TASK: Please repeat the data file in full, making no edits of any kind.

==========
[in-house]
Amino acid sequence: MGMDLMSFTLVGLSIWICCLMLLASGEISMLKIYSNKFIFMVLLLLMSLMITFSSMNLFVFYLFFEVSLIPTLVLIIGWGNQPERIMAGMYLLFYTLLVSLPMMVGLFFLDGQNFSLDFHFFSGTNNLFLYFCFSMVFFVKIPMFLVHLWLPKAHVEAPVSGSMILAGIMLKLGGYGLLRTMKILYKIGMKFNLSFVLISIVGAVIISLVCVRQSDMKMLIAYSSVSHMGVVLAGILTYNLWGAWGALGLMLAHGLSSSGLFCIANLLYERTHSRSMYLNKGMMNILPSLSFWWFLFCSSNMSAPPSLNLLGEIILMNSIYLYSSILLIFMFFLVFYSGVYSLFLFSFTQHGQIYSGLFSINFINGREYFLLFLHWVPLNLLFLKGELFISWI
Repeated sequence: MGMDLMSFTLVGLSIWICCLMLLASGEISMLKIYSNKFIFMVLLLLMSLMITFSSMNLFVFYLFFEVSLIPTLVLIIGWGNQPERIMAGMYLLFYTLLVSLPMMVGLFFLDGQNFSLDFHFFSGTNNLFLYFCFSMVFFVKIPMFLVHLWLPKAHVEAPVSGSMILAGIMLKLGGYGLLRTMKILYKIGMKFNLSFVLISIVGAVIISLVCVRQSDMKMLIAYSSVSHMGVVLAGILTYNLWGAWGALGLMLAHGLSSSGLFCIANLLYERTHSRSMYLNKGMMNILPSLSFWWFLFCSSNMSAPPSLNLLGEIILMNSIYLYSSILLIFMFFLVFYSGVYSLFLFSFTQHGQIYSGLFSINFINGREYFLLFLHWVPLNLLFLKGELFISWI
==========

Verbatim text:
[in-house]
Amino acid sequence: MGMDLMSFTLVGLSIWICCLMLLASGEISMLKIYSNKFIFMVLLLLMSLMITFSSMNLFVFYLFFEVSLIPTLVLIIGWGNQPERIMAGMYLLFYTLLVSLPMMVGLFFLDGQNFSLDFHFFSGTNNLFLYFCFSMVFFVKIPMFLVHLWLPKAHVEAPVSGSMILAGIMLKLGGYGLLRTMKILYKIGMKFNLSFVLISIVGAVIISLVCVRQSDMKMLIAYSSVSHMGVVLAGILTYNLWGAWGALGLMLAHGLSSSGLFCIANLLYERTHSRSMYLNKGMMNILPSLSFWWFLFCSSNMSAPPSLNLLGEIILMNSIYLYSSILLIFMFFLVFYSGVYSLFLFSFTQHGQIYSGLFSINFINGREYFLLFLHWVPLNLLFLKGELFISWI
Repeated sequence: MGMDLMSFTLVGLSIWICCLMLLASGEISMLKIYSNKFIFMVLLLLMSLMITFSSMNLFVFYLFFEVSLIPTLVLIIGWGNQPERIMAGMYLLFYTLLVSLPMMVGLFFLDGQNFSLDFHFFSGTNNLFLYFCFSMVFFVKIPMFLVHLWLPKAHVEAPVSGSMILAGIMLKLGGYGLLRTMKILYKIGMKFNLSFVLISIVGAVIISLVCVRQSDMKMLIAYSSVSHMGVVLAGILTYNLWGAWGALGLMLAHGLSSSGLFCIANLLYERTHSRSMYLNKGMMNILPSLSFWWFLFCSSNMSAPPSLNLLGEIILMNSIYLYSSILLIFMFFLVFYSGVYSLFLFSFTQHGQIYSGLFSINFINGREYFLLFLHWVPLNLLFLKGELFISWI